Today a group of medical marijuana patients and their supporters delivered more than 100,000 petition signatures demanding the resignation or firing of the head of the Drug Enforcement Administration (DEA) after he called the medical use of cannabis a "joke."
The petition -- http://change.org/nojoke -- has more than double the amount of signatures garnered by an earlier petition that helped lead to the ouster of the previous DEA head, who also opposed medical marijuana. The current petition was started just two weeks ago.
"There is no doubt in my mind that my son Jagger is still alive today because of medical cannabis," said Sebastien Cotte, who participated in the petition delivery. "Cannabis has tremendously decreased the pain and seizures caused by his mitochondrial disease, while improving his quality of life. For our family, that's no joke."
Numerous scientific studies show that marijuana is beneficial in alleviating the symptoms of serious conditions like cancer, AIDS, epilepsy and many others.
"My mom uses medical marijuana to deal with the severe pain caused by multiple sclerosis," said Tom Angell, founder and chairman of Marijuana Majority, the organization that started the petition. "This issue is not a laughing matter for her and millions of other people who have seen the benefits of cannabis for themselves."
Major organizations like American Nurses Association, American College of Physicians and American Academy of Family Physicians have looked carefully at the scientific evidence and come out in support of medical marijuana. National and state polls consistently show overwhelming bipartisan voter support for passing laws to protect medical cannabis patients from arrest.
"There's nothing funny about suicidal thoughts, and they are something my family and I lived with on a daily basis due to my military-related PTSD," said TJ Thompson, a Navy veteran who helped deliver the petition to DEA. "Using medical marijuana not only directly helps with my condition, but it has the added effect of making me a better father and husband."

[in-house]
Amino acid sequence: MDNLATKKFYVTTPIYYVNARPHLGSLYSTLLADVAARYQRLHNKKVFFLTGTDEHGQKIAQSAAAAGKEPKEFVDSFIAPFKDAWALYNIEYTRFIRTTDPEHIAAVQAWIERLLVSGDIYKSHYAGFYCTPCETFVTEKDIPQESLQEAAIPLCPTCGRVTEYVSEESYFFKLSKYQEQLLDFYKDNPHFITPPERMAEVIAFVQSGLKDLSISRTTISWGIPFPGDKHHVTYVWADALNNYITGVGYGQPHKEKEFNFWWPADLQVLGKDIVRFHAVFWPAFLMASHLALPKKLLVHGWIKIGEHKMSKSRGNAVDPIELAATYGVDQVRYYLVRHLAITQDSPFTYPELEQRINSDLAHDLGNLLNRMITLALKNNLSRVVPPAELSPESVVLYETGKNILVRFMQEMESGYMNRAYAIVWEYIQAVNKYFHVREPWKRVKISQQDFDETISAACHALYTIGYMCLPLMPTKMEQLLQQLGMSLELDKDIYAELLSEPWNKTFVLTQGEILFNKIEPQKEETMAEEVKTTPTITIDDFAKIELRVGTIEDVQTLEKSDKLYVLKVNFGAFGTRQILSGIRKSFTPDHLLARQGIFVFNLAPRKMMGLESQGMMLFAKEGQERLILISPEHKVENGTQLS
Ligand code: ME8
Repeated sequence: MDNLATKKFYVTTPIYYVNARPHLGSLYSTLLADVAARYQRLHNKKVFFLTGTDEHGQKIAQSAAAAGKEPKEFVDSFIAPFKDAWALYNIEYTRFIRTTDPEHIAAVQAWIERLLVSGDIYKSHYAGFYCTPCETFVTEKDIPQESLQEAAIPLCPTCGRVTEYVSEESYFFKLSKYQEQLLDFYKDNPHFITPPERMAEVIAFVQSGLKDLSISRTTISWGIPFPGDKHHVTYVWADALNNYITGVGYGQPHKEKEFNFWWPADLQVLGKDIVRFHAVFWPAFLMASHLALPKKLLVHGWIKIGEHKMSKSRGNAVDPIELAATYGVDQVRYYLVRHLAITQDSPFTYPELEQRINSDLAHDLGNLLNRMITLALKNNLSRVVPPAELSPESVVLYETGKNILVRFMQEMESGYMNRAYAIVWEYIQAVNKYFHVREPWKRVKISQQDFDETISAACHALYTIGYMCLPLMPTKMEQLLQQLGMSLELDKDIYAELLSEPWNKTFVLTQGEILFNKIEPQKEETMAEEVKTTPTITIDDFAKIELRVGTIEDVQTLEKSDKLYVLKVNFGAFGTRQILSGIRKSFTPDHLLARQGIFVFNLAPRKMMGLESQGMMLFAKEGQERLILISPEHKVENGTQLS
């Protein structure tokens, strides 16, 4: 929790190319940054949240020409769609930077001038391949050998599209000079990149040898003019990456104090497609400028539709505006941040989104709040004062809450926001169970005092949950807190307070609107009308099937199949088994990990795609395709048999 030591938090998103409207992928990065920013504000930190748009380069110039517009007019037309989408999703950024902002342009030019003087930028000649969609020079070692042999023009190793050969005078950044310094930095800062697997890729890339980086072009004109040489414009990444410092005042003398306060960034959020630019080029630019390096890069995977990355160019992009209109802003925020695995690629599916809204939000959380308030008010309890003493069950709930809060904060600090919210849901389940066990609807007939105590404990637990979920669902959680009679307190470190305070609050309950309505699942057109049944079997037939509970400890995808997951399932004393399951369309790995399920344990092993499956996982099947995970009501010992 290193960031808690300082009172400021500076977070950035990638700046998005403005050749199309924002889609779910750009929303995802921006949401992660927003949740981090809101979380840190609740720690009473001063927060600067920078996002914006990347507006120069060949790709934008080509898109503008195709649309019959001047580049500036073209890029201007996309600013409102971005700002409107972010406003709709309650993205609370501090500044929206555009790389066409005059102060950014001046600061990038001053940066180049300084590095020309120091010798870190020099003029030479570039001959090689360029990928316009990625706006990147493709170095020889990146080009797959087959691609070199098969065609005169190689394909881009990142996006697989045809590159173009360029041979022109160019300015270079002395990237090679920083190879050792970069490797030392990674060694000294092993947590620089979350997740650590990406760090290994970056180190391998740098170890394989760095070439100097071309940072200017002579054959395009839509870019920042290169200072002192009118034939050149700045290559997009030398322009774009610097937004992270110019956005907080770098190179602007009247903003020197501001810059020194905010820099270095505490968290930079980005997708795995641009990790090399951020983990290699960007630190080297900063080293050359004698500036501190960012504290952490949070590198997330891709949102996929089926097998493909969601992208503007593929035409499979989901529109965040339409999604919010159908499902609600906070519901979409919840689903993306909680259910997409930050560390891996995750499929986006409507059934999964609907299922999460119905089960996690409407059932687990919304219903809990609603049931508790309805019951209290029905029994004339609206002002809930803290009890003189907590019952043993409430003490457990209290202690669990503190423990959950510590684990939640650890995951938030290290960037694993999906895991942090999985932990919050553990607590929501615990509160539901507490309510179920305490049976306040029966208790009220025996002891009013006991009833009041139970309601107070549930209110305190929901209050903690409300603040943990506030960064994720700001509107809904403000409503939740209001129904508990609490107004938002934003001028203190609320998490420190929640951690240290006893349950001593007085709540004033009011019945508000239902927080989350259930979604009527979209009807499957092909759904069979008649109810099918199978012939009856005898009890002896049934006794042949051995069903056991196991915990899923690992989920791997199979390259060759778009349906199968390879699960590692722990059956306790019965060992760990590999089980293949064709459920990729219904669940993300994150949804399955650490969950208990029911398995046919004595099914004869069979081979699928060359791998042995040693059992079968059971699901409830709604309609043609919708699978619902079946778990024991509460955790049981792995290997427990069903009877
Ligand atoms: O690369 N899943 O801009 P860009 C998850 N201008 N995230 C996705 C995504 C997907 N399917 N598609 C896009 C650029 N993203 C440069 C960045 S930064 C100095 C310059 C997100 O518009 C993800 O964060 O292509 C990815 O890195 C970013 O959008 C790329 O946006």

Earlier this month, DEA Acting Administrator Chuck Rosenberg angered medical cannabis advocates by dismissing the issue as a joke. "What really bothers me is the notion that marijuana is also medicinal -- because it's not," he said. "We can have an intellectually honest debate about whether we should legalize something that is bad and dangerous, but don't call it medicine -- that is a joke."
On Thursday, a bipartisan group of members of Congress sent a letter to President Obama urging him to fire Rosenberg, writing that his comments "send a clear signal to the American people that the federal government isn't listening to them. It erodes trust. Cavalier statements like these fly in the face of state policy and the experience of millions of patients."
Twenty-three U.S. states, the District of Columbia and Guam have comprehensive medical marijuana programs. Seventeen additional states have laws allowing for limited use of certain marijuana extracts, primarily by children suffering from severe seizure disorders. Americans for Safe Access, which is supporting the petition, reports that there are more than two million Americans who use medical cannabis in accordance with these state laws.
The petition was started by Marijuana Majority, an organization dedicated to making sure the media, politicians and government officials treat marijuana as a serious issue that is important to a growing majority of Americans.
More information is available at http://MarijuanaMajority.com.
Source: Marijuana Majority press release